Planning for the mission, which aims to increase scientists’ understanding of the effects of prolonged deep space travel on humans, began in 2010.

An entirely new type of launch vehicle, known as a Space Launch System, was front and center for takeoff. On top was also the new Orion space capsule, designed to eventually carry astronauts to the Moon and beyond.

While Artemis 1 is an uncrewed mission, scientists will use this roughly month-long trip to lunar orbit and back as an opportunity to gather data about deep space travel and daily conditions on the lunar surface.

This makes Artemis 1 a gateway to new destinations, said NASA chief exploration scientist Jacob Bleicher.

“Artemis is really turning the page on a new chapter of space exploration. We’re basically writing an outline now of how we’re going to explore the solar system,” Bleicher said. “We learned how to live in space with the International Space Station. Now we need to learn how to go and live in deep space.”

The SLS is the most powerful missile ever built by the United States, and it took an enormous amount of cooperation to get it to the launch pad. NASA refers to the SLS as “America’s Rocket,” a reference to the fact that companies from each of the 50 states contributed to the construction in some way.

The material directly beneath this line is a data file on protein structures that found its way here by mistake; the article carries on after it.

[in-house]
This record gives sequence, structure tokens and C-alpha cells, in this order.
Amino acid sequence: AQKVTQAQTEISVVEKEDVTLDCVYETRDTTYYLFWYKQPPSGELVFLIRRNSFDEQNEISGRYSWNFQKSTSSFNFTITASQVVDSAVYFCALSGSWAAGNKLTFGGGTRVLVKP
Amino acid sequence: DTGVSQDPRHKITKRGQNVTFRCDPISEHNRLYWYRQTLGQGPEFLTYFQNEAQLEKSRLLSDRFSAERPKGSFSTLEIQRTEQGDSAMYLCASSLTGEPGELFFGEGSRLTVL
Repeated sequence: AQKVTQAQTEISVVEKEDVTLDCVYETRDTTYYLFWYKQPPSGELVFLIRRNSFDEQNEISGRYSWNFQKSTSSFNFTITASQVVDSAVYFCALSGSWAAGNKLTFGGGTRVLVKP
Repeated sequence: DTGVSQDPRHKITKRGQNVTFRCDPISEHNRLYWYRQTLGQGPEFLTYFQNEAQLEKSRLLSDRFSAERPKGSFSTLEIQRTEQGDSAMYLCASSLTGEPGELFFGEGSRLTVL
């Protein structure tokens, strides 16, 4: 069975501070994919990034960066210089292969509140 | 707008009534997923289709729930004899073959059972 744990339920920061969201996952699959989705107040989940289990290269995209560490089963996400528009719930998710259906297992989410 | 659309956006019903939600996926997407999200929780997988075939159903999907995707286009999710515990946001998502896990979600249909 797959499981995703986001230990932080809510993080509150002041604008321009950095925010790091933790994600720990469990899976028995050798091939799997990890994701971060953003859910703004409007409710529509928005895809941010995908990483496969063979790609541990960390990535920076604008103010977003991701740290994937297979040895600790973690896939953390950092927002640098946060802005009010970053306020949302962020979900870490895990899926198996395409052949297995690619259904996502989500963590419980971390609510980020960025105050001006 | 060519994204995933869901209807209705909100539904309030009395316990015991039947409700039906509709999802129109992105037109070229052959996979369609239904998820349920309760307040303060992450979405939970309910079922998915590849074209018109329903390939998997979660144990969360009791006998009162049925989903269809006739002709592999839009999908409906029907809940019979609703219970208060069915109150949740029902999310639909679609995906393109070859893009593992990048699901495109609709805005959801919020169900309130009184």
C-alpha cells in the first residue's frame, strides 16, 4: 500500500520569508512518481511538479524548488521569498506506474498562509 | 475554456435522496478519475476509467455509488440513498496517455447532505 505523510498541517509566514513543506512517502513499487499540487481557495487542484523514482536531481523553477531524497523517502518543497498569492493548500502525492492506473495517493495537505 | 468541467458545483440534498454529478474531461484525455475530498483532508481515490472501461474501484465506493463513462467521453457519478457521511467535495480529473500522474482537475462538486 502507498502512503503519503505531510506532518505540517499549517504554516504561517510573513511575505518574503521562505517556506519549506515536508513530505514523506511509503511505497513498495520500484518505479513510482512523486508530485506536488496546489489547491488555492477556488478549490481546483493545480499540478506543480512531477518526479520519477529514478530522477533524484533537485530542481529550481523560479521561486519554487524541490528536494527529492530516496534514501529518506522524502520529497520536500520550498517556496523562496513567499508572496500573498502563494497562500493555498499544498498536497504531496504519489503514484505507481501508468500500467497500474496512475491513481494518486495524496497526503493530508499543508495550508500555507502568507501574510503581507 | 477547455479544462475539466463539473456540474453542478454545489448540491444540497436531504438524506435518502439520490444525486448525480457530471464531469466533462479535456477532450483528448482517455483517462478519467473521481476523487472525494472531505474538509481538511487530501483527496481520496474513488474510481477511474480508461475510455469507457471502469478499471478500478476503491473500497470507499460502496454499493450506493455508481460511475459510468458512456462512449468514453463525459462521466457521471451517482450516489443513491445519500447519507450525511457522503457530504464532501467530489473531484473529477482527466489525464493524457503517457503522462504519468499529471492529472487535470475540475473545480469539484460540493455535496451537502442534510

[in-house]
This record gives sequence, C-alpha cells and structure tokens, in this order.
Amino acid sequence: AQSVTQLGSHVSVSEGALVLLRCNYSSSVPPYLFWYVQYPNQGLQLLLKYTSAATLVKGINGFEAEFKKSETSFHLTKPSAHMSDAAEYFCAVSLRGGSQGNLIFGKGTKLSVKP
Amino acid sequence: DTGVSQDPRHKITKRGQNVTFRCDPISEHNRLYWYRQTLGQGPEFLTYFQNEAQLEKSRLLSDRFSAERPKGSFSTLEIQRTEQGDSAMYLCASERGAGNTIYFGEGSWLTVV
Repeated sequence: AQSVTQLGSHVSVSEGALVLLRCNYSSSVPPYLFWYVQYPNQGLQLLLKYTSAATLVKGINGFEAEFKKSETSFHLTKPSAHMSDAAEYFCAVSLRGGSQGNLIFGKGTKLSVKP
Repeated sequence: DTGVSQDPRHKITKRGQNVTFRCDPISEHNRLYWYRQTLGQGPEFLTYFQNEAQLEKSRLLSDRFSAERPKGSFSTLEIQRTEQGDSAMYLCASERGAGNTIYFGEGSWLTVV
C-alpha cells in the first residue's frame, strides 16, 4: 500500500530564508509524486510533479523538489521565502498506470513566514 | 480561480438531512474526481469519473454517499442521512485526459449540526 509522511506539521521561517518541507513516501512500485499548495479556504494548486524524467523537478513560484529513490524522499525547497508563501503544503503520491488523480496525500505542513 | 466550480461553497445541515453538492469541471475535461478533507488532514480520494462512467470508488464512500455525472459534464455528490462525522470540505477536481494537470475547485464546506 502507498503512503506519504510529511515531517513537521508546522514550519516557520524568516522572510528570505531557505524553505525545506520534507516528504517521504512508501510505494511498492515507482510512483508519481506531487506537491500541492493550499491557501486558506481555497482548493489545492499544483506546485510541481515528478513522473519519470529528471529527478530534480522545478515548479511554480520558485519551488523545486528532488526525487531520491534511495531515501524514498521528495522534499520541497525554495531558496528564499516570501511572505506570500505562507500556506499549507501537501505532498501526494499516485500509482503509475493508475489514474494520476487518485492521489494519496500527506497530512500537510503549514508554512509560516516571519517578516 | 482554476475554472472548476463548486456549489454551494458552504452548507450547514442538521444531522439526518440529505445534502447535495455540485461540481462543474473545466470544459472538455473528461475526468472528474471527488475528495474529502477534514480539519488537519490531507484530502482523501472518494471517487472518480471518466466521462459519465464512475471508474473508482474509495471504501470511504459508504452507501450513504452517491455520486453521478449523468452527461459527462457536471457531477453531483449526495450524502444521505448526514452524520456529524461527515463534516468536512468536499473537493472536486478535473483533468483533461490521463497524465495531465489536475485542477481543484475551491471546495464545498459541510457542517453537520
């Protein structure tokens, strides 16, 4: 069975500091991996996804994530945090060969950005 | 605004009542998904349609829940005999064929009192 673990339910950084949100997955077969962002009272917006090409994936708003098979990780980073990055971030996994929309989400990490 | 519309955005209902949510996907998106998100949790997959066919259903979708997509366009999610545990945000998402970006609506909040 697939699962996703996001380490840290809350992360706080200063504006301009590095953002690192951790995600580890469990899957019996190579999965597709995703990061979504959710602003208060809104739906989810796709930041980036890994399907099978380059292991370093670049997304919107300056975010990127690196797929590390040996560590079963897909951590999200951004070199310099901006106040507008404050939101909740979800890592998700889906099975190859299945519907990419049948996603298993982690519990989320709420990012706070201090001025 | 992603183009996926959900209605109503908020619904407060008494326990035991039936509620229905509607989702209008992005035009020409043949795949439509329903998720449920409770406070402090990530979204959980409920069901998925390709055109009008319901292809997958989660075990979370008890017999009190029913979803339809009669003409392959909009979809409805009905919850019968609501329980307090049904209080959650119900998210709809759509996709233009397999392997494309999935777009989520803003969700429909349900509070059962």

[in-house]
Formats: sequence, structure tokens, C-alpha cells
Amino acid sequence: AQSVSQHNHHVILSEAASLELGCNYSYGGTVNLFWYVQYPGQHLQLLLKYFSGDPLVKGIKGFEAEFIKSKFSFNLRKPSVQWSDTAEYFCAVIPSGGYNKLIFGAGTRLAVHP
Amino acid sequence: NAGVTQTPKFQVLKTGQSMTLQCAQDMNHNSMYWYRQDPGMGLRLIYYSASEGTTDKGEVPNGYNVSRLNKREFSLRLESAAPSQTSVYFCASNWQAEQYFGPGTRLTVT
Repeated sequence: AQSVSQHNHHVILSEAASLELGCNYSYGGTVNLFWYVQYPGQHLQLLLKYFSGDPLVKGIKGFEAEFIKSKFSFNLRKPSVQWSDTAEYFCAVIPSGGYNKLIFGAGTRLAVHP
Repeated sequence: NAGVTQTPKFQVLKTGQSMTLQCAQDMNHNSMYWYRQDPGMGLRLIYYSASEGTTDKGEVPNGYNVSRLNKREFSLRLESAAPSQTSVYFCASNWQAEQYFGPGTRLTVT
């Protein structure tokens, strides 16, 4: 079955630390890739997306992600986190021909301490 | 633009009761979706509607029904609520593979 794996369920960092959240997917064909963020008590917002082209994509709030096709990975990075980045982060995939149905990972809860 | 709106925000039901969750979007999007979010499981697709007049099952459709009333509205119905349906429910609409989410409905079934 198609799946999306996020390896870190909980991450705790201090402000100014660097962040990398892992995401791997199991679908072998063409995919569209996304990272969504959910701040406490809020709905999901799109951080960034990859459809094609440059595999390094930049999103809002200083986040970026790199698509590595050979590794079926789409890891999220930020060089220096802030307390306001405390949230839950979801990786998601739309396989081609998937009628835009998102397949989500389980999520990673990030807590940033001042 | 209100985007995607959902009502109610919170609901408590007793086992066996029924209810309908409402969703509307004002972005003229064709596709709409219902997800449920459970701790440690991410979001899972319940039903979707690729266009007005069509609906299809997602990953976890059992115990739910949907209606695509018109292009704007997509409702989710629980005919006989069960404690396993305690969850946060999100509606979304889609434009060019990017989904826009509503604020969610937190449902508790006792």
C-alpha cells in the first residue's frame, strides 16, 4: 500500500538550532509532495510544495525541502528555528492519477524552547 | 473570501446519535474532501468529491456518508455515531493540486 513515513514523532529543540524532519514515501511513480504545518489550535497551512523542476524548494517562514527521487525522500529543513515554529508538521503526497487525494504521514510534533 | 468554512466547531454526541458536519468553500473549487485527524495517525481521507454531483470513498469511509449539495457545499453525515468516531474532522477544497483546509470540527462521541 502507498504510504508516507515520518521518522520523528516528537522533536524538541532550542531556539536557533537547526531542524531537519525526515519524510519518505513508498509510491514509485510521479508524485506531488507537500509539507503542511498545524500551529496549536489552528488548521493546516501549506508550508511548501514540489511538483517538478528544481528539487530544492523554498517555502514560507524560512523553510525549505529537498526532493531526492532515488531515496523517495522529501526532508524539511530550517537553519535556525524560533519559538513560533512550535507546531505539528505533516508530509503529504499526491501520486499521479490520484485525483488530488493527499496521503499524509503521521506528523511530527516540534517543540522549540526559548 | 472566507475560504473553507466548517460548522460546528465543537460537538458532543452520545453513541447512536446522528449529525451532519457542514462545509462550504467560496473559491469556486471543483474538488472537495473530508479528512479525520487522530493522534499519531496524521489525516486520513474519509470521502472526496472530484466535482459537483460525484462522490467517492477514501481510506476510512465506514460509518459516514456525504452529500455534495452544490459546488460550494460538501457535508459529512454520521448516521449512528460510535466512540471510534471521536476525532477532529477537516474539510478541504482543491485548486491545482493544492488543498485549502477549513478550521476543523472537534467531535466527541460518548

California had many shareholders, including Sacramento-based Aerojet Rocketdyne, which builds propulsion systems for air and space travel.

Doug Bradley is Deputy Director of the RS-25 Engine Program at Aerojet Rocketdyne. The RS-25 engines, which have also been used in the space shuttle programs, were the first of many Aerojet Rocketdyne engines shown Tuesday night, Bradley says.

“From the top to the bottom of the rocket, we have a role,” Bradley said.

This includes four RS-25 engines, which propel the SLS missile for exactly eight minutes once the boosters are released. Within that time period, a powerful engine was ejected to eliminate the missile’s abort system.

“It’s designed and built in Sacramento, so that’s a great legacy there,” Bradley said.

WATCH: The video shows how the Artemis 1 launch seemed to turn night into day

As of Wednesday night, all that’s left to track the mission is the Orion space capsule, which is sailing to the moon guided by Aerojet Rocketdyne RL-10 engines. According to NASA, Orion should reach its orbital position around the moon sometime on Tuesday, November 22.

Orion orbits the Moon for several weeks, collecting important data as it orbits.

When it’s time to return to Earth’s atmosphere and land in the ocean in December, the Aerojet Rocketdyne engines will reappear.

“Our company even has little helium tanks that inflate little buoys on the capsule to keep it upright,” Bradley said with a chuckle.

When he said they have a role “from the top down,” he meant it.

Bradley says that while he’s not from Sacramento himself, he’s honored to be representing the area on such a big stage.

“I am proud… everyone is proud of our role in Artemis,” he said.

Plans for the Artemis 2 mission, which will include astronauts, are well underway with a launch tentatively expected sometime in 2024.